Published Thursday, Oct. 23, 2008 | 12:06 p.m.
Updated Thursday, Oct. 23, 2008 | 12:40 p.m.
Beyond the Sun
CARSON CITY – The Nevada Gaming Commission approved a license today for the of the Aliante Station casino.
The $662 million hotel-casino in North Las Vegas, near the Las Vegas Beltway, opens Nov. 11. It’s a joint venture between Stations Casinos and the Greenspun family, which owns the Las Vegas Sun.
The property will include a 202 room hotel, a 16-screen movie theater, a 3,300 car parking garage, a casino with 2,550 slot machines and 40 table games, showroom and numerous restaurants. A chandelier featuring 2,000 empty tequila bottles will be one of the attractions.
Commissioner Tony Alamo called the chandelier “very unique and I’m looking forward to seeing it.”
Under questioning, John Hasson, vice president and general manager, said about 35 percent of the 1,000 employees being hired come from other Station casinos where they were laid off.
Commissioner Sue Wagner said Station has had past problems with unions and wondered if that was the case at Aliante.
Scott M. Nielson, senior vice president, said there have been no troubles and the casino was built with union labor.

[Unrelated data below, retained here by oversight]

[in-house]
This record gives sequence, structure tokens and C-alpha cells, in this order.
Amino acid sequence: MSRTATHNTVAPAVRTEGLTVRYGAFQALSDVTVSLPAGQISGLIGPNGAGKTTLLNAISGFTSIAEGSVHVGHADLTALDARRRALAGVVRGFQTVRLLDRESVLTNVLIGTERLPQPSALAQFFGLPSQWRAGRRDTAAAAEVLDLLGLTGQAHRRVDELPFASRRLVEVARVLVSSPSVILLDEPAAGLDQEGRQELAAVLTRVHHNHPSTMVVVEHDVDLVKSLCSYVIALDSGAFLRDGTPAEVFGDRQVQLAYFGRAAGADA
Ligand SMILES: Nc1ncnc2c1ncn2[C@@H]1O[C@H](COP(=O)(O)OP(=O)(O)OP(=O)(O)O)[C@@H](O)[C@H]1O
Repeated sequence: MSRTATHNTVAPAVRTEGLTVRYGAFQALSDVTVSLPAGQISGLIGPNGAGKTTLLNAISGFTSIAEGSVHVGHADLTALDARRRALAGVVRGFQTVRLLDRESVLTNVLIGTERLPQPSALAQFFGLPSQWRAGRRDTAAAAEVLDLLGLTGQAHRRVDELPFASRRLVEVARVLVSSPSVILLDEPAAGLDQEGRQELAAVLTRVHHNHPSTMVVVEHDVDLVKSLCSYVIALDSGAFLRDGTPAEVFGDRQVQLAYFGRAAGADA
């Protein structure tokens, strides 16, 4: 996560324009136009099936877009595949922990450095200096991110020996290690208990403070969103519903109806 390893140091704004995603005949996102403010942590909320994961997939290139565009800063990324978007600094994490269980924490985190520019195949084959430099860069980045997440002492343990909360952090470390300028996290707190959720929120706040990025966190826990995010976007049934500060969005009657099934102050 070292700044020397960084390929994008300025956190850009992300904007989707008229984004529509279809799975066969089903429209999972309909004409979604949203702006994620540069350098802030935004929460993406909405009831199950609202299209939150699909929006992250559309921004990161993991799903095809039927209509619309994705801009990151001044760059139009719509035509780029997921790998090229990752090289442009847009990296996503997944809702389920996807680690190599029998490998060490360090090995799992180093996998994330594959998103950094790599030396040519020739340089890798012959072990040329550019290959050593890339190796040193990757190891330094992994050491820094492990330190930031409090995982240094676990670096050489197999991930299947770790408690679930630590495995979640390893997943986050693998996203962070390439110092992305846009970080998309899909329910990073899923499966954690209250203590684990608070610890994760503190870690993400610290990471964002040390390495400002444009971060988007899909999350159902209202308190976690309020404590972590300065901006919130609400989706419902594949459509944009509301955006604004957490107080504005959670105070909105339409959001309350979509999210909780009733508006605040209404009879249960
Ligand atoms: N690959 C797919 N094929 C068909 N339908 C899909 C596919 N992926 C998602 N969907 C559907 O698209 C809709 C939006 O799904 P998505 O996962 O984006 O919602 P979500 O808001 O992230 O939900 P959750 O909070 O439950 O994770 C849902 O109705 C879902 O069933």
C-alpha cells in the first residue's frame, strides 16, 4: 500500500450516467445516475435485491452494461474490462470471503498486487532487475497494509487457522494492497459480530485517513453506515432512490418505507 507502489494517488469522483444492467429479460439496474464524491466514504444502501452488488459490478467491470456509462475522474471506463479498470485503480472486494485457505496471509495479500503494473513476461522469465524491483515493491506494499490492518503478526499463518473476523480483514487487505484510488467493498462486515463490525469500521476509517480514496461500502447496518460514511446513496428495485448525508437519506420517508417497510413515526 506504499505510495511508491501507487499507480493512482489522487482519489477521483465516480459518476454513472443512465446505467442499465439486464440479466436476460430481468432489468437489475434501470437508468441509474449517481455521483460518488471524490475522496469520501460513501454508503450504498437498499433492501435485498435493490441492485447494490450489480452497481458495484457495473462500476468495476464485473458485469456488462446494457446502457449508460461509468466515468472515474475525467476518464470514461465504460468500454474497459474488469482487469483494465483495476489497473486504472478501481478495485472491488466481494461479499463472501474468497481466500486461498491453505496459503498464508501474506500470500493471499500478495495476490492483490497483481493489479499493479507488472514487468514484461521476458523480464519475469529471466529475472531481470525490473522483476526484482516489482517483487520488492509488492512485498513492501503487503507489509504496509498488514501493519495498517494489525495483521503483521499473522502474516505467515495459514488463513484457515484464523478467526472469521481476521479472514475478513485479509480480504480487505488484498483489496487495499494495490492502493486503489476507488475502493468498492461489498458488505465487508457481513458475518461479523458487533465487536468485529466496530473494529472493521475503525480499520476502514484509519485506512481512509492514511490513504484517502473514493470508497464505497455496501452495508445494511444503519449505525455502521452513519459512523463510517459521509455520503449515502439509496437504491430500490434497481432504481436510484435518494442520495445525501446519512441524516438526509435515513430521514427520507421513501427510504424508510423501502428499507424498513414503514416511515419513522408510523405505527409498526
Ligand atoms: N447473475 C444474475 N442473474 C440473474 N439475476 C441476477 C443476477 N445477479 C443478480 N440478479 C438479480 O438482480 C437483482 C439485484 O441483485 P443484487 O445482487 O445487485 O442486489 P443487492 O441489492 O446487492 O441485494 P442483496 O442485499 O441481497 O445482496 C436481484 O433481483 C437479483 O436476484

At Aliante Station, Frank J. Fertitta III and Brian L. Greenspun will be the executive committee.
Gaming Commission Chairman Peter Bernhard said the financial analysis shows the Aliante casino “will be able to handle debt service” and called it a “stable operation.”
This was the first time the commission conducted a video conference meeting, allowing the Station executives to appear in Las Vegas to address the commissioners in Carson City.
Hasson told the commission that the new casino is ten minutes from the Las Vegas Motor Speedway and he hopes that will be a draw. In addition there are more than 100,000 residents within a three-mile radius of the project.
The commission also unanimously approved the restructuring of several companies involving trusts for members of the Greenspun families. These companies are shareholders in the various gaming properties.
The commission granted licenses to Myra Greenspun, wife of Brian Greenspun, and Robin Greenspun, wife of Daniel Greenspun, under the new alignment of the trusts.
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